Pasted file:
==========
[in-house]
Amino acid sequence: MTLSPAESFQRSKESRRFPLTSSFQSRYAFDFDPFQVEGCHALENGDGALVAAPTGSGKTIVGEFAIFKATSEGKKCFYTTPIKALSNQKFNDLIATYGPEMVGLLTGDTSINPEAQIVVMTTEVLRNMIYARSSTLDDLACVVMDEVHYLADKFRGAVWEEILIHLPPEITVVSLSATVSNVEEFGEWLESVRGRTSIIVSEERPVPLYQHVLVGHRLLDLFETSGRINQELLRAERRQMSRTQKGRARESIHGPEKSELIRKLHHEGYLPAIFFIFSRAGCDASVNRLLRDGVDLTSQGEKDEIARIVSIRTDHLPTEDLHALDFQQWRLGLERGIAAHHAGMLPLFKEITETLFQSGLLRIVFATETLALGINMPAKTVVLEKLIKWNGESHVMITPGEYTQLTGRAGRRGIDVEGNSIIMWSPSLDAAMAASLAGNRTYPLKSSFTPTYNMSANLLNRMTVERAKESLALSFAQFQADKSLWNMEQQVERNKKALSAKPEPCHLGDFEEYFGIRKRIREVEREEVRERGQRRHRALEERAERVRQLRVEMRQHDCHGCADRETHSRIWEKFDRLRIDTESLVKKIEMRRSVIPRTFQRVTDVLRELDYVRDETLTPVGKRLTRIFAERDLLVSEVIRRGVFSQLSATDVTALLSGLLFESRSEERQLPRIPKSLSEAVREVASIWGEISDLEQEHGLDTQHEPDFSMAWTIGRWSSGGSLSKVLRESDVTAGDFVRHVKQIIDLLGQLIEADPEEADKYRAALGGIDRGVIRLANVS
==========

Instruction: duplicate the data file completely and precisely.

[in-house]
Amino acid sequence: MTLSPAESFQRSKESRRFPLTSSFQSRYAFDFDPFQVEGCHALENGDGALVAAPTGSGKTIVGEFAIFKATSEGKKCFYTTPIKALSNQKFNDLIATYGPEMVGLLTGDTSINPEAQIVVMTTEVLRNMIYARSSTLDDLACVVMDEVHYLADKFRGAVWEEILIHLPPEITVVSLSATVSNVEEFGEWLESVRGRTSIIVSEERPVPLYQHVLVGHRLLDLFETSGRINQELLRAERRQMSRTQKGRARESIHGPEKSELIRKLHHEGYLPAIFFIFSRAGCDASVNRLLRDGVDLTSQGEKDEIARIVSIRTDHLPTEDLHALDFQQWRLGLERGIAAHHAGMLPLFKEITETLFQSGLLRIVFATETLALGINMPAKTVVLEKLIKWNGESHVMITPGEYTQLTGRAGRRGIDVEGNSIIMWSPSLDAAMAASLAGNRTYPLKSSFTPTYNMSANLLNRMTVERAKESLALSFAQFQADKSLWNMEQQVERNKKALSAKPEPCHLGDFEEYFGIRKRIREVEREEVRERGQRRHRALEERAERVRQLRVEMRQHDCHGCADRETHSRIWEKFDRLRIDTESLVKKIEMRRSVIPRTFQRVTDVLRELDYVRDETLTPVGKRLTRIFAERDLLVSEVIRRGVFSQLSATDVTALLSGLLFESRSEERQLPRIPKSLSEAVREVASIWGEISDLEQEHGLDTQHEPDFSMAWTIGRWSSGGSLSKVLRESDVTAGDFVRHVKQIIDLLGQLIEADPEEADKYRAALGGIDRGVIRLANVS